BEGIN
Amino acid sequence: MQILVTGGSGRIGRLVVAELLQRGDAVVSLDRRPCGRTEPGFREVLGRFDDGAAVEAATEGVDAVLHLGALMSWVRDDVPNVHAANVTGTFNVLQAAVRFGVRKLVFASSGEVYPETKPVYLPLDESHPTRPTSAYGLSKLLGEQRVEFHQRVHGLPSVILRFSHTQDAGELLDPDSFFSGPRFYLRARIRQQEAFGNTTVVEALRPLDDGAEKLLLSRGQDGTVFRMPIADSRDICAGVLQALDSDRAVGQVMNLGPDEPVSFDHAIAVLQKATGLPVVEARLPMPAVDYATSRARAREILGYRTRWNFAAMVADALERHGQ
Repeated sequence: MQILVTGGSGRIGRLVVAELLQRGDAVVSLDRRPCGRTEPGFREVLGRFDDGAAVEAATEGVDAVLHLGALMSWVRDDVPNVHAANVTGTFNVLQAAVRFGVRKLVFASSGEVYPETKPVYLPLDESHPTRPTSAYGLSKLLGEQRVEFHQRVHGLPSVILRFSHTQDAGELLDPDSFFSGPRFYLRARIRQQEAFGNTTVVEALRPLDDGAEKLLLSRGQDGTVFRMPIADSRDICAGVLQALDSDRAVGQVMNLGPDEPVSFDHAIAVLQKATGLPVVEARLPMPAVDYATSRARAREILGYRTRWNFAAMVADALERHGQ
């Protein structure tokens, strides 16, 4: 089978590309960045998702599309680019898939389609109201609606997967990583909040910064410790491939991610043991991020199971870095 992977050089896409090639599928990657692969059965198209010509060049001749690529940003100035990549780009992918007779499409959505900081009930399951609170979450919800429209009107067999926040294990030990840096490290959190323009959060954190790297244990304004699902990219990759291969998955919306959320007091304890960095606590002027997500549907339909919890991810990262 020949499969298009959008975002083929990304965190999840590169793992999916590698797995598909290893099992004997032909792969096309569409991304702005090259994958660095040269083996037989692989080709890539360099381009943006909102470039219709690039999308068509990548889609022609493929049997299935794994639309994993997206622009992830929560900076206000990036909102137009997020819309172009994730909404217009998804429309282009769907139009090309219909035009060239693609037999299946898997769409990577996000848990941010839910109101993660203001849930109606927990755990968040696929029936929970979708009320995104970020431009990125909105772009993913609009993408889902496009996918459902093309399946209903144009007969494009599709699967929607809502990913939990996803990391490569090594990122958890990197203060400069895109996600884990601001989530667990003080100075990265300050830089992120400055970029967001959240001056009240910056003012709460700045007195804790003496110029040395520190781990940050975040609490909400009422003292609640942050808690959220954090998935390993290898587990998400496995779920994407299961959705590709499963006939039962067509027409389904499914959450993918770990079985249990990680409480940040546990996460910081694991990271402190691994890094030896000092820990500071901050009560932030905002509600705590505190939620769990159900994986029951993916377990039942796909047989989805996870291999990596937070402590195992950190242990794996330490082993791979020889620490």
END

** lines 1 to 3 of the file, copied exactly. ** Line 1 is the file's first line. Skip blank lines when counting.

Amino acid sequence: MQILVTGGSGRIGRLVVAELLQRGDAVVSLDRRPCGRTEPGFREVLGRFDDGAAVEAATEGVDAVLHLGALMSWVRDDVPNVHAANVTGTFNVLQAAVRFGVRKLVFASSGEVYPETKPVYLPLDESHPTRPTSAYGLSKLLGEQRVEFHQRVHGLPSVILRFSHTQDAGELLDPDSFFSGPRFYLRARIRQQEAFGNTTVVEALRPLDDGAEKLLLSRGQDGTVFRMPIADSRDICAGVLQALDSDRAVGQVMNLGPDEPVSFDHAIAVLQKATGLPVVEARLPMPAVDYATSRARAREILGYRTRWNFAAMVADALERHGQ
Repeated sequence: MQILVTGGSGRIGRLVVAELLQRGDAVVSLDRRPCGRTEPGFREVLGRFDDGAAVEAATEGVDAVLHLGALMSWVRDDVPNVHAANVTGTFNVLQAAVRFGVRKLVFASSGEVYPETKPVYLPLDESHPTRPTSAYGLSKLLGEQRVEFHQRVHGLPSVILRFSHTQDAGELLDPDSFFSGPRFYLRARIRQQEAFGNTTVVEALRPLDDGAEKLLLSRGQDGTVFRMPIADSRDICAGVLQALDSDRAVGQVMNLGPDEPVSFDHAIAVLQKATGLPVVEARLPMPAVDYATSRARAREILGYRTRWNFAAMVADALERHGQ
């Protein structure tokens, strides 16, 4: 089978590309960045998702599309680019898939389609109201609606997967990583909040910064410790491939991610043991991020199971870095 992977050089896409090639599928990657692969059965198209010509060049001749690529940003100035990549780009992918007779499409959505900081009930399951609170979450919800429209009107067999926040294990030990840096490290959190323009959060954190790297244990304004699902990219990759291969998955919306959320007091304890960095606590002027997500549907339909919890991810990262 020949499969298009959008975002083929990304965190999840590169793992999916590698797995598909290893099992004997032909792969096309569409991304702005090259994958660095040269083996037989692989080709890539360099381009943006909102470039219709690039999308068509990548889609022609493929049997299935794994639309994993997206622009992830929560900076206000990036909102137009997020819309172009994730909404217009998804429309282009769907139009090309219909035009060239693609037999299946898997769409990577996000848990941010839910109101993660203001849930109606927990755990968040696929029936929970979708009320995104970020431009990125909105772009993913609009993408889902496009996918459902093309399946209903144009007969494009599709699967929607809502990913939990996803990391490569090594990122958890990197203060400069895109996600884990601001989530667990003080100075990265300050830089992120400055970029967001959240001056009240910056003012709460700045007195804790003496110029040395520190781990940050975040609490909400009422003292609640942050808690959220954090998935390993290898587990998400496995779920994407299961959705590709499963006939039962067509027409389904499914959450993918770990079985249990990680409480940040546990996460910081694991990271402190691994890094030896000092820990500071901050009560932030905002509600705590505190939620769990159900994986029951993916377990039942796909047989989805996870291999990596937070402590195992950190242990794996330490082993791979020889620490």